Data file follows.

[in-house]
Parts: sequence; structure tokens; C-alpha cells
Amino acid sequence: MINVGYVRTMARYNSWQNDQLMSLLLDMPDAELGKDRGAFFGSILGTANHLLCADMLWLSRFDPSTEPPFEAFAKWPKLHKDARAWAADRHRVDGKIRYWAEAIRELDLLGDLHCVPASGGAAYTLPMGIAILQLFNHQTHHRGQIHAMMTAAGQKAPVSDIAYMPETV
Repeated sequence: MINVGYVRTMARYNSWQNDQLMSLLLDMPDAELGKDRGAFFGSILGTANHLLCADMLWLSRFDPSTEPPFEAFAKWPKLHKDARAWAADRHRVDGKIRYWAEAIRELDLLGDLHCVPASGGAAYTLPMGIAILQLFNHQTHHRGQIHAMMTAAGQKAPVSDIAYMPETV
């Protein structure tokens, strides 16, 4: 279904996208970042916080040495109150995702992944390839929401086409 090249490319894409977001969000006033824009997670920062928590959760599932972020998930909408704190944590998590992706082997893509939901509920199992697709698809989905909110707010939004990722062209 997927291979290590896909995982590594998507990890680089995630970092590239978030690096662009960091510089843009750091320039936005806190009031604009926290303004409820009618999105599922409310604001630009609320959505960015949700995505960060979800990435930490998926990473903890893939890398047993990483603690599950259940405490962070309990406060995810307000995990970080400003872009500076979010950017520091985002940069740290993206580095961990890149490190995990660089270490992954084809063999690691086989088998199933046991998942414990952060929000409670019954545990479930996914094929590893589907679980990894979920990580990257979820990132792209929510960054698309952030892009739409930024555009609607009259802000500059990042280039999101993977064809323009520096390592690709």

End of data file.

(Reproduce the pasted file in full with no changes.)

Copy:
[in-house]
Parts: sequence; structure tokens; C-alpha cells
Amino acid sequence: MINVGYVRTMARYNSWQNDQLMSLLLDMPDAELGKDRGAFFGSILGTANHLLCADMLWLSRFDPSTEPPFEAFAKWPKLHKDARAWAADRHRVDGKIRYWAEAIRELDLLGDLHCVPASGGAAYTLPMGIAILQLFNHQTHHRGQIHAMMTAAGQKAPVSDIAYMPETV
Repeated sequence: MINVGYVRTMARYNSWQNDQLMSLLLDMPDAELGKDRGAFFGSILGTANHLLCADMLWLSRFDPSTEPPFEAFAKWPKLHKDARAWAADRHRVDGKIRYWAEAIRELDLLGDLHCVPASGGAAYTLPMGIAILQLFNHQTHHRGQIHAMMTAAGQKAPVSDIAYMPETV
């Protein structure tokens, strides 16, 4: 279904996208970042916080040495109150995702992944390839929401086409 090249490319894409977001969000006033824009997670920062928590959760599932972020998930909408704190944590998590992706082997893509939901509920199992697709698809989905909110707010939004990722062209 997927291979290590896909995982590594998507990890680089995630970092590239978030690096662009960091510089843009750091320039936005806190009031604009926290303004409820009618999105599922409310604001630009609320959505960015949700995505960060979800990435930490998926990473903890893939890398047993990483603690599950259940405490962070309990406060995810307000995990970080400003872009500076979010950017520091985002940069740290993206580095961990890149490190995990660089270490992954084809063999690691086989088998199933046991998942414990952060929000409670019954545990479930996914094929590893589907679980990894979920990580990257979820990132792209929510960054698309952030892009739409930024555009609607009259802000500059990042280039999101993977064809323009520096390592690709």